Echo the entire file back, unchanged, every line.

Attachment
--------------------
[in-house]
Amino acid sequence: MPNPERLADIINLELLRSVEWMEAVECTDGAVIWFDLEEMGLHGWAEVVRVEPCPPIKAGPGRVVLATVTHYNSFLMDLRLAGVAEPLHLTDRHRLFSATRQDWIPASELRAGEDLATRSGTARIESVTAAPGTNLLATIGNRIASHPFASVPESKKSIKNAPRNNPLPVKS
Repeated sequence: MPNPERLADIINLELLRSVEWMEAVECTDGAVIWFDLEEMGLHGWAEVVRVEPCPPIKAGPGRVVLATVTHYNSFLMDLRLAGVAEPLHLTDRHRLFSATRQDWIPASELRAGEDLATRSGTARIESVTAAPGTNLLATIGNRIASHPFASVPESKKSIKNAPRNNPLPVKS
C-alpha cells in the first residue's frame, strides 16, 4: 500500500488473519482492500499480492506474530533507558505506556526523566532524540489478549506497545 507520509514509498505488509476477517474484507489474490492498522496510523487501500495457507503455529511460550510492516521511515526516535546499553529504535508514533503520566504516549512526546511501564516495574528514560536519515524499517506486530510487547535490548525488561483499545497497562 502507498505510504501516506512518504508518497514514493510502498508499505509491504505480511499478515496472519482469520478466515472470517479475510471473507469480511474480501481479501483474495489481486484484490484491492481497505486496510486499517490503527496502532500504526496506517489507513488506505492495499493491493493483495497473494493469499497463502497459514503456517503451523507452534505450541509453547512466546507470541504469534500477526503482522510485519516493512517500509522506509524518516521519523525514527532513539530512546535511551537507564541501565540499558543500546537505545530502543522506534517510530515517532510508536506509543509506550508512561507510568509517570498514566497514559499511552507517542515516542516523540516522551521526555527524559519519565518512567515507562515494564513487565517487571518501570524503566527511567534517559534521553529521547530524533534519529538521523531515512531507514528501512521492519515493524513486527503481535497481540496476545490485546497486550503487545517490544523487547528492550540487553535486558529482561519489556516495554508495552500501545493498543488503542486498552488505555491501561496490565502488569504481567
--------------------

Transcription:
[in-house]
Amino acid sequence: MPNPERLADIINLELLRSVEWMEAVECTDGAVIWFDLEEMGLHGWAEVVRVEPCPPIKAGPGRVVLATVTHYNSFLMDLRLAGVAEPLHLTDRHRLFSATRQDWIPASELRAGEDLATRSGTARIESVTAAPGTNLLATIGNRIASHPFASVPESKKSIKNAPRNNPLPVKS
Repeated sequence: MPNPERLADIINLELLRSVEWMEAVECTDGAVIWFDLEEMGLHGWAEVVRVEPCPPIKAGPGRVVLATVTHYNSFLMDLRLAGVAEPLHLTDRHRLFSATRQDWIPASELRAGEDLATRSGTARIESVTAAPGTNLLATIGNRIASHPFASVPESKKSIKNAPRNNPLPVKS
C-alpha cells in the first residue's frame, strides 16, 4: 500500500488473519482492500499480492506474530533507558505506556526523566532524540489478549506497545 507520509514509498505488509476477517474484507489474490492498522496510523487501500495457507503455529511460550510492516521511515526516535546499553529504535508514533503520566504516549512526546511501564516495574528514560536519515524499517506486530510487547535490548525488561483499545497497562 502507498505510504501516506512518504508518497514514493510502498508499505509491504505480511499478515496472519482469520478466515472470517479475510471473507469480511474480501481479501483474495489481486484484490484491492481497505486496510486499517490503527496502532500504526496506517489507513488506505492495499493491493493483495497473494493469499497463502497459514503456517503451523507452534505450541509453547512466546507470541504469534500477526503482522510485519516493512517500509522506509524518516521519523525514527532513539530512546535511551537507564541501565540499558543500546537505545530502543522506534517510530515517532510508536506509543509506550508512561507510568509517570498514566497514559499511552507517542515516542516523540516522551521526555527524559519519565518512567515507562515494564513487565517487571518501570524503566527511567534517559534521553529521547530524533534519529538521523531515512531507514528501512521492519515493524513486527503481535497481540496476545490485546497486550503487545517490544523487547528492550540487553535486558529482561519489556516495554508495552500501545493498543488503542486498552488505555491501561496490565502488569504481567